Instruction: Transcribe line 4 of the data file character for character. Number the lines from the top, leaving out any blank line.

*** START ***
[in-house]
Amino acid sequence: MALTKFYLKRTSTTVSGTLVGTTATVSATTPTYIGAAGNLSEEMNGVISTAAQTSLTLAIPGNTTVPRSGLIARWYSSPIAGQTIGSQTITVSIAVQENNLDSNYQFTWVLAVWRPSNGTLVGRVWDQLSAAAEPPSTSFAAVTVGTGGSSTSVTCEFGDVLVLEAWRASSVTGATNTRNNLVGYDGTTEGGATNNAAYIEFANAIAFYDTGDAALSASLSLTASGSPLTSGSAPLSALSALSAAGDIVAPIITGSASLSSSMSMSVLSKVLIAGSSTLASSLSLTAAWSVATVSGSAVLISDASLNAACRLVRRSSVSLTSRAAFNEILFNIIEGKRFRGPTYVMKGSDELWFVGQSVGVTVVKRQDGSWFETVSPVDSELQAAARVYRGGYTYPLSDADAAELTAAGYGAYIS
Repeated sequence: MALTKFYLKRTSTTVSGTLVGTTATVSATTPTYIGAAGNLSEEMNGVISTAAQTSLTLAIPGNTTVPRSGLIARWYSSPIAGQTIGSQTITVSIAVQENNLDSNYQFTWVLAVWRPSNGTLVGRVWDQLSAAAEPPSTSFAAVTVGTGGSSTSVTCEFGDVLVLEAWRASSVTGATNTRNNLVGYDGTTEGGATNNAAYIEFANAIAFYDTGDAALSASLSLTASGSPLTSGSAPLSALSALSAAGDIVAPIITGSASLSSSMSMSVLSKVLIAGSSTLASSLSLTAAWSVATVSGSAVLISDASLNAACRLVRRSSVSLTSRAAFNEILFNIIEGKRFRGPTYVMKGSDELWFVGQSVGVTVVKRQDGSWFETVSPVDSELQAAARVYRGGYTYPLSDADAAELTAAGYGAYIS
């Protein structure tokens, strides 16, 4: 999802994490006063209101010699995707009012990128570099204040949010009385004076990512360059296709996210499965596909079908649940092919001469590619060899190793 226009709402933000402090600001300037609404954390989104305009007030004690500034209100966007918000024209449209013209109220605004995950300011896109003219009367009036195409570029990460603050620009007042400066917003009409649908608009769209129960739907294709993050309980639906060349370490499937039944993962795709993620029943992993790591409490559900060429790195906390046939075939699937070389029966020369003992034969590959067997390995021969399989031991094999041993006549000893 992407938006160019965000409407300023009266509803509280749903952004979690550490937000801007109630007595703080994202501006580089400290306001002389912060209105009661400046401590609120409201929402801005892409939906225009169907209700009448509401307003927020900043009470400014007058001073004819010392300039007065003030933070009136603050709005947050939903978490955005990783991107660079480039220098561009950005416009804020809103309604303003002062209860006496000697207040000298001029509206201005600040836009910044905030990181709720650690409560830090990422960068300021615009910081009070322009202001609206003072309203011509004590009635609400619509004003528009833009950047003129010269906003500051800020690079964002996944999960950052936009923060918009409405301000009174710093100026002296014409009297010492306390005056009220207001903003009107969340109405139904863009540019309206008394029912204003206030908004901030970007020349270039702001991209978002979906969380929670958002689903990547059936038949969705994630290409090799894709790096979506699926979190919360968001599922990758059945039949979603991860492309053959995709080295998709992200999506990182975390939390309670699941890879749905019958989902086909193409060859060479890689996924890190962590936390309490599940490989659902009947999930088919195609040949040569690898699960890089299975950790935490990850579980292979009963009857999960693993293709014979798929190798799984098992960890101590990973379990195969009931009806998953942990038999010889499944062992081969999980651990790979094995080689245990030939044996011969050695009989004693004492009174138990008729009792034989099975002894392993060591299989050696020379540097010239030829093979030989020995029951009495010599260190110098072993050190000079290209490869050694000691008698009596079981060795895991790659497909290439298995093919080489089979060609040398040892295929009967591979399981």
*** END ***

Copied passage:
């Protein structure tokens, strides 16, 4: 999802994490006063209101010699995707009012990128570099204040949010009385004076990512360059296709996210499965596909079908649940092919001469590619060899190793 226009709402933000402090600001300037609404954390989104305009007030004690500034209100966007918000024209449209013209109220605004995950300011896109003219009367009036195409570029990460603050620009007042400066917003009409649908608009769209129960739907294709993050309980639906060349370490499937039944993962795709993620029943992993790591409490559900060429790195906390046939075939699937070389029966020369003992034969590959067997390995021969399989031991094999041993006549000893 992407938006160019965000409407300023009266509803509280749903952004979690550490937000801007109630007595703080994202501006580089400290306001002389912060209105009661400046401590609120409201929402801005892409939906225009169907209700009448509401307003927020900043009470400014007058001073004819010392300039007065003030933070009136603050709005947050939903978490955005990783991107660079480039220098561009950005416009804020809103309604303003002062209860006496000697207040000298001029509206201005600040836009910044905030990181709720650690409560830090990422960068300021615009910081009070322009202001609206003072309203011509004590009635609400619509004003528009833009950047003129010269906003500051800020690079964002996944999960950052936009923060918009409405301000009174710093100026002296014409009297010492306390005056009220207001903003009107969340109405139904863009540019309206008394029912204003206030908004901030970007020349270039702001991209978002979906969380929670958002689903990547059936038949969705994630290409090799894709790096979506699926979190919360968001599922990758059945039949979603991860492309053959995709080295998709992200999506990182975390939390309670699941890879749905019958989902086909193409060859060479890689996924890190962590936390309490599940490989659902009947999930088919195609040949040569690898699960890089299975950790935490990850579980292979009963009857999960693993293709014979798929190798799984098992960890101590990973379990195969009931009806998953942990038999010889499944062992081969999980651990790979094995080689245990030939044996011969050695009989004693004492009174138990008729009792034989099975002894392993060591299989050696020379540097010239030829093979030989020995029951009495010599260190110098072993050190000079290209490869050694000691008698009596079981060795895991790659497909290439298995093919080489089979060609040398040892295929009967591979399981």